No slowdown (only a very brief DHCP transaction happens every lease cycle with each client - none of this affects your internet speed: the client is just getting an IP). Yes it will work with your devices.

@Tesserax @jfb

Thanks for the information and assistance.

However, I'm still a little confused. Based on the picture I put in the OP, is it possible to disable DHCP on my router? Does that beginning and ending address need to be changed? The tutorial says

Disable the DHCP server on your router (this is a critical step ā€“ you will see red warning text when you enable the checkbox )

So it seems I'll need to figure out how to disable it.

If not, how does it work if both the router and the pi are providing this service? Which one "wins"?

If you cannot disable DHCP on the router (they will typically have a checkbox to do this), then change the range of the router DHCP IP addresses to a single IP, and make that the IP of the Pi-Hole. The router will now be distributing a single IP, and Pi-Hole will be using it.

Then, on the Pi-Hole DHCP, set the DHCP range to a non-overlapping range, so it won't duplicate the IP being passed out by the router.

Reboot the router and renew the DHCP lease on all clients and you should be set.


Thanks again. I take it I still need to find a way to make the IP of the pi-hole static for this, right?

Also "renew DHCP lease"? I guess I can set the timer to 1 second, save, and then un-do it?

My guess is if you scroll up on the screenshot that you provided in your post, you may see the enable/disable DHCP checkbox. @jfb covered the appropriate DHCP range settings to use.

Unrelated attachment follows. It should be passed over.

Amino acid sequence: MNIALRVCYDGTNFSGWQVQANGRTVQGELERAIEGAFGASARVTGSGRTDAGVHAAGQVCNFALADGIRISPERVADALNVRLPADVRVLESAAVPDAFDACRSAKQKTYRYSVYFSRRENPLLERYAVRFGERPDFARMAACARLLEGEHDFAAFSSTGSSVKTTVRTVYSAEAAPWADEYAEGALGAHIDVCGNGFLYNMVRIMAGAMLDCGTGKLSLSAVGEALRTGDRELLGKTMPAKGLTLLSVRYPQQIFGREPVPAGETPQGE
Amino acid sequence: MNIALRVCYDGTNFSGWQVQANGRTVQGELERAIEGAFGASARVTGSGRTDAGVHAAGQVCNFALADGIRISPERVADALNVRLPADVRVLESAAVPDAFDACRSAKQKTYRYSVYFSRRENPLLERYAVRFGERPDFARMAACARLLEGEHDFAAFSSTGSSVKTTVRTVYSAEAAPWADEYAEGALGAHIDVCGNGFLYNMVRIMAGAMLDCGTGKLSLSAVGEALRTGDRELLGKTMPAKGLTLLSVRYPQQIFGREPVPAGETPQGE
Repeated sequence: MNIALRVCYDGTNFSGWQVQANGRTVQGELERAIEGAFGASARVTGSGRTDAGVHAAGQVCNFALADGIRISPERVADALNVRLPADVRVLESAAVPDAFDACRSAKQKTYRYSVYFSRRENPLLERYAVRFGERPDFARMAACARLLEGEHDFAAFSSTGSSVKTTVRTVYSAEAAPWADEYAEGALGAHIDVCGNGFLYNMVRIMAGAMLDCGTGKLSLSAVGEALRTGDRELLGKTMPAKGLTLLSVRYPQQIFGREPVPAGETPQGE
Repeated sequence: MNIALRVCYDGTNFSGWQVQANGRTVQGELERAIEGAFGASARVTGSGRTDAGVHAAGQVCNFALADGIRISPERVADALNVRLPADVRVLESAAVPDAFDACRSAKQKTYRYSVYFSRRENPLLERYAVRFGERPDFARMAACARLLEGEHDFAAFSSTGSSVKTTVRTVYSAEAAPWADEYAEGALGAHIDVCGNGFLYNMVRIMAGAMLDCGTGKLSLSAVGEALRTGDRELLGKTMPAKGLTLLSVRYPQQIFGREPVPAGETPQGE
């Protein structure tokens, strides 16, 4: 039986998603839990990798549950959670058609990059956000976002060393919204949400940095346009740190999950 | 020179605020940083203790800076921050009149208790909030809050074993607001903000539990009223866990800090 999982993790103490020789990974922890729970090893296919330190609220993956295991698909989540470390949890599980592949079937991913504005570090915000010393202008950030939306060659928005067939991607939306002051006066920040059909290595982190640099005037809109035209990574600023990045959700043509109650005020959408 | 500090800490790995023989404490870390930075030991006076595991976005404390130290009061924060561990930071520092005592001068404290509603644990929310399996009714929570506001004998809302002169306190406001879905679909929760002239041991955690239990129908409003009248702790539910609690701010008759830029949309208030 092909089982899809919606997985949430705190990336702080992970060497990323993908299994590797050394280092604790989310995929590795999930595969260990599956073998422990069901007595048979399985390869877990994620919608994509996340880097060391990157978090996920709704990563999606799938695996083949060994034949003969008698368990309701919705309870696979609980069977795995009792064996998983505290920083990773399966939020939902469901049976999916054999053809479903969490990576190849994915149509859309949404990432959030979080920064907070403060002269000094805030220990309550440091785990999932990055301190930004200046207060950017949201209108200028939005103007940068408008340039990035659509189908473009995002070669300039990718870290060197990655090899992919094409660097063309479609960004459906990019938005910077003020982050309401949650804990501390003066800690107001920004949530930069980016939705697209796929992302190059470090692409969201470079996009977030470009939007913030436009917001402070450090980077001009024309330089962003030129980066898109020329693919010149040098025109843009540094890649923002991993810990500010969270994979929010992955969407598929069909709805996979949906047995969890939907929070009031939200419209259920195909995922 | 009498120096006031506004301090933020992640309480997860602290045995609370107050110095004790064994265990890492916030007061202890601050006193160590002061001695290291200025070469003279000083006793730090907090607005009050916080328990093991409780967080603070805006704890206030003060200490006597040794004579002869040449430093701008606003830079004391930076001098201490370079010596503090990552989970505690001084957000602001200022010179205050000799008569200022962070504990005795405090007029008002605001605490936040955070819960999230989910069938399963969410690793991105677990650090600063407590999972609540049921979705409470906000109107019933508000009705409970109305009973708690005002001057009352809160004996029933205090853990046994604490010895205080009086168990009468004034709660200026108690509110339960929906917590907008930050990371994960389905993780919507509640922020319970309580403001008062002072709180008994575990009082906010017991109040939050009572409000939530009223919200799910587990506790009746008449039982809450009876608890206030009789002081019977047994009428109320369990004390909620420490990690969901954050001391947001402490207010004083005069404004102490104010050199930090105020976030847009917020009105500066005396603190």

Pi-Hole should have set a static IP when it installed. Run this command from the Pi terminal and it will show all the non-commented lines in the specified file. Four of the lines (towards the bottom) should specify the interface, IP, gateway and nameserver.

sudo grep -v '#\|^$' /etc/dhcpcd.conf

A typical configuration for a Pi running on ethernet will look something like this:

interface eth0
    static ip_address=
    static routers=
    static domain_name_servers=
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Yes, my results are similar to what you showed with that command.

How do I get that nice GUI interface that I saw some of the tutorials show with the checkbox for DHCP for the pihole?

@Tesserax Unfortunately, there is no such checkbox for the router.

This is on the web admin GUI > settings > DHCP page


I mean, I don't know how to open the GUI in the first place. It's not in the applications on the raspberry pi, at least anywhere I can find. I didn't see an argument I could pass to pihole to make it open either.

The GUI is an option that you select to configure at Pi-Hole install. If you run pihole -r and select "reconfigure", it will ask if you want the web admin installed. Say yes.

You may already have it installed and don't know how to access it. From a browser, type


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See edit above. You have to open the admin page in a browser.